The Massachusetts Department of Revenue has provided an update to the ongoing tax speculation for non-residential workers now working from home due to the COVID-19 pandemic.
Due to social distancing measures and other restrictions, multiple states have declared states of emergency, resulting in businesses and employees adopting telecommuting arrangements. Insource has previously reported that the Massachusetts Department of Revenue faced criticism for continuing the taxation of out-of-state workers forced into the situation of remote working.
Now, the Department of Revenue has released “830 CMR 62.5A.3: Massachusetts Source Income of Non-Residents Telecommuting due to the COVID-19 Pandemic”. The final rule confirms that non-resident’s income derived from Massachusetts-based businesses will continue to be taxed by the state. Additionally, income received while telecommuting immediately before the state of emergency was announced will be subject to the same stipulation.
The regulation is effective through to December 31, 2020, or 90 days after the Governor gives notice that the state of emergency is no longer in effect – whichever is earlier.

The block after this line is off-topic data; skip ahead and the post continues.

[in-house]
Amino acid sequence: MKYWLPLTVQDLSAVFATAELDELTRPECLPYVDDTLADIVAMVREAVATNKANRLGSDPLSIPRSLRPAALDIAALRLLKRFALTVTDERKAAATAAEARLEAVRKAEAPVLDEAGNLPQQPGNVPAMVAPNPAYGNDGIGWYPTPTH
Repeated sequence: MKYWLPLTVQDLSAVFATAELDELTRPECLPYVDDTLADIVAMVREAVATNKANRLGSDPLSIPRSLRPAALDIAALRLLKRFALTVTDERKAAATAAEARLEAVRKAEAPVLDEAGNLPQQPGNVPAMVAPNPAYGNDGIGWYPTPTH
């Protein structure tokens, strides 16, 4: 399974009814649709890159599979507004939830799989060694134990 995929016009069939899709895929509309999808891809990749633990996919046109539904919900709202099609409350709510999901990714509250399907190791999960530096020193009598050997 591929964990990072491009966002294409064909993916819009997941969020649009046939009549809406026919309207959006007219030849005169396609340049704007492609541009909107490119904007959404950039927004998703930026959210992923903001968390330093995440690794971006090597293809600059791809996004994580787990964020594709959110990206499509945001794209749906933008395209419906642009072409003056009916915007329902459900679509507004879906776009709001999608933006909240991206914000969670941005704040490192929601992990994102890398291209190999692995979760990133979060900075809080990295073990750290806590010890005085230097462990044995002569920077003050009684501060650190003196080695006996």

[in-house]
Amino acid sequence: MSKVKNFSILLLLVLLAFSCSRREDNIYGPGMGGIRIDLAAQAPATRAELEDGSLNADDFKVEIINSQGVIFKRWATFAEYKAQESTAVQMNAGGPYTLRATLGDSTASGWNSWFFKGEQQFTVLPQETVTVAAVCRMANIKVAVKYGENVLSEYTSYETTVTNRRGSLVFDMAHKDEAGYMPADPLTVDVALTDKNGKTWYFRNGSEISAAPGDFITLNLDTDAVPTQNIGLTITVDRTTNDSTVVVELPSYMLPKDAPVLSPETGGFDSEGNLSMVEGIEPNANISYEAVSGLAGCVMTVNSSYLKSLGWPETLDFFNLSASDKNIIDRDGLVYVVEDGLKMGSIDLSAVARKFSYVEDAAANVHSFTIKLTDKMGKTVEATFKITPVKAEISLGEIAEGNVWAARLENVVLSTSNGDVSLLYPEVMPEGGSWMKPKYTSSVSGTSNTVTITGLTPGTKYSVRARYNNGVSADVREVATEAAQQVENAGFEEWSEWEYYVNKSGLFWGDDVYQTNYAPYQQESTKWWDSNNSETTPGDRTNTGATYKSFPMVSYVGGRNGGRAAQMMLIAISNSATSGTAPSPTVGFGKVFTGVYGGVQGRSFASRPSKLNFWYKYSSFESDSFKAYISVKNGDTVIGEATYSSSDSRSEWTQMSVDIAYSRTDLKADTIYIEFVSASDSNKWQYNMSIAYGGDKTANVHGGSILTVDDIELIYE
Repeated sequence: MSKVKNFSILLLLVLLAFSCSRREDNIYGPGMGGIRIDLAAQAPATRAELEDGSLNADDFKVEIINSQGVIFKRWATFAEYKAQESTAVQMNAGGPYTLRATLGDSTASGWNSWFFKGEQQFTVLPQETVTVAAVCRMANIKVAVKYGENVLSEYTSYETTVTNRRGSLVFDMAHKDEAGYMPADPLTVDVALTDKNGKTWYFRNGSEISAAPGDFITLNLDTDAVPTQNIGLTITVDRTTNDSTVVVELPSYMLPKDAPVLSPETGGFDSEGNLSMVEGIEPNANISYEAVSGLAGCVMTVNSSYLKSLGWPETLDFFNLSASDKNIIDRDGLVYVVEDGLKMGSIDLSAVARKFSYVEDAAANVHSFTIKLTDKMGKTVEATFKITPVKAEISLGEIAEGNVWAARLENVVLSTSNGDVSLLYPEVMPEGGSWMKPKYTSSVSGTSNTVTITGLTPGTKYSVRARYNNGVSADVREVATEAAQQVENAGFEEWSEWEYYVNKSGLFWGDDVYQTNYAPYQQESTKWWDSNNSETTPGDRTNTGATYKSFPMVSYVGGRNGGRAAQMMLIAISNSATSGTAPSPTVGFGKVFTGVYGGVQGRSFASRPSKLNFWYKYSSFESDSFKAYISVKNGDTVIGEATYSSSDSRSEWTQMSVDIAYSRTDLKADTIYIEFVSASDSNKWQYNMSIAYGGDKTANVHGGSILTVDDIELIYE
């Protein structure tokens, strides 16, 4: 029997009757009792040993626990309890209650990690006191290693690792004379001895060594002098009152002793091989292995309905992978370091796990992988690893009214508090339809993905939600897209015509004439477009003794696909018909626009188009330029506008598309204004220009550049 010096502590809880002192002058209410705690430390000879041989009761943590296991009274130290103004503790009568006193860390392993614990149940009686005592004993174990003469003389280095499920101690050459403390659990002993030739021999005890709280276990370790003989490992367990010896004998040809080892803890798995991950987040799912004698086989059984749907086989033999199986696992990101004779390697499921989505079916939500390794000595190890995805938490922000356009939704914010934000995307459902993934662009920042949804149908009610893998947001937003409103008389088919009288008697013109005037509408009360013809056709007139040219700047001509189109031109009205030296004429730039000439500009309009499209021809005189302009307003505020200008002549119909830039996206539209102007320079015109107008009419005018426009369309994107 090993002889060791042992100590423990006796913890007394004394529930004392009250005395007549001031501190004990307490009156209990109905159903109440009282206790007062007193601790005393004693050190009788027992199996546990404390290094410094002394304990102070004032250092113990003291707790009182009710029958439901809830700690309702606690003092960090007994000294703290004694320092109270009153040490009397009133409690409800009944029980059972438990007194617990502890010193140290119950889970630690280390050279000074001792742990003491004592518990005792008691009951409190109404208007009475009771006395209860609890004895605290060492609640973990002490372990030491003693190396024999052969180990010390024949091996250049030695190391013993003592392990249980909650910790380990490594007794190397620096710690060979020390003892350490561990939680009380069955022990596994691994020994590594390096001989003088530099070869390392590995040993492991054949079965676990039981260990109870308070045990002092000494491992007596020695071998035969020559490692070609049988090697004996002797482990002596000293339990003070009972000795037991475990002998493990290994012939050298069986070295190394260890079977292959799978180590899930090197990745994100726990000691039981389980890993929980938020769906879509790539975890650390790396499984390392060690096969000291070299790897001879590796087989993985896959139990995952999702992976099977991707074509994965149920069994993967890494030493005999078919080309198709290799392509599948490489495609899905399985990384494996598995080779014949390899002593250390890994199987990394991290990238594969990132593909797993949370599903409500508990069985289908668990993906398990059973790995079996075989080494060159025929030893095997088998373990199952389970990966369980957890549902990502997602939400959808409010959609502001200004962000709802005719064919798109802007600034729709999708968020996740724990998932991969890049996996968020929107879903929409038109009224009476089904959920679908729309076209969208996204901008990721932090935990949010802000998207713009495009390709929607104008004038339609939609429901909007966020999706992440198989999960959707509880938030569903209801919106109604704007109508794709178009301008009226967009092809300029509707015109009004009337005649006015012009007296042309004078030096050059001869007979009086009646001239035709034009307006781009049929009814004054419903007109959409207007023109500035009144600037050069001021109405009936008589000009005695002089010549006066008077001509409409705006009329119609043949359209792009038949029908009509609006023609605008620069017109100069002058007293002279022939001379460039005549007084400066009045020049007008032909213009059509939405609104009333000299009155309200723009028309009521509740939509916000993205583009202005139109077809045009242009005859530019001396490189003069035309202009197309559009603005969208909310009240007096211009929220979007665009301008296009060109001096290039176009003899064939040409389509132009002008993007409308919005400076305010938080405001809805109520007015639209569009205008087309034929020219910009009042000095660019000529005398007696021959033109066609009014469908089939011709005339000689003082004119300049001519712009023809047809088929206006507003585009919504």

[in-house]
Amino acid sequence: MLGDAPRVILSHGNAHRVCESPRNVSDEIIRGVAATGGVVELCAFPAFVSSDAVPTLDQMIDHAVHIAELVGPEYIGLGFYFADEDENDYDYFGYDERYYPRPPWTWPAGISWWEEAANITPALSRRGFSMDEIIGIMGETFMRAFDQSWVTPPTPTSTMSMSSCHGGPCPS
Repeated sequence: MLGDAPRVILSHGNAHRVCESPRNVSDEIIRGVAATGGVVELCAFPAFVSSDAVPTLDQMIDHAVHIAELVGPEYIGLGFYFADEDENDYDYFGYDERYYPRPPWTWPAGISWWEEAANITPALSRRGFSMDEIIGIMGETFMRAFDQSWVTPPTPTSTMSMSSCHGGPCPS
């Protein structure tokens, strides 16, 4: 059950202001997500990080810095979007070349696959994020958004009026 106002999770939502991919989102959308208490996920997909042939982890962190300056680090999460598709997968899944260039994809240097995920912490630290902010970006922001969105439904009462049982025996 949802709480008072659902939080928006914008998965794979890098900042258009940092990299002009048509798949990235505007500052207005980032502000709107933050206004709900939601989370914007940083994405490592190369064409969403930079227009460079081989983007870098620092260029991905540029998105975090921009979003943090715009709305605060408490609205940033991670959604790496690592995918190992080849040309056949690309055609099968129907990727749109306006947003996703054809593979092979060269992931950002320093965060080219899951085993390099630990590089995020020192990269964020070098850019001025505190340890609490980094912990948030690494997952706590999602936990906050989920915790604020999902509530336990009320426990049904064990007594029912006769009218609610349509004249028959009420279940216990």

Additionally, the ruling clarifies that the pre-existing Massachusetts source income apportionment rule outlined in previous ruling 830 CMR 62.5A.1 applies to the same employees. Non-residential workers must determine Massachusetts source income based on either the percentage of the employee’s workdays spent in Massachusetts during the period January 1 through to February 29, 2020, or the apportionment percentage used to determine the portion of the employee’s wages constituting Massachusetts source income on the employee’s 2019 return.
Prior to the COVID-19 pandemic, there were six states who followed the rule of “convenience of the employer”, which means being taxed based on the state the employer is located in. These states are as follows: Arkansas, Connecticut, Delaware, Nebraska, New York, and Pennsylvania. Now, Massachusetts temporarily joins this list with its new ruling.
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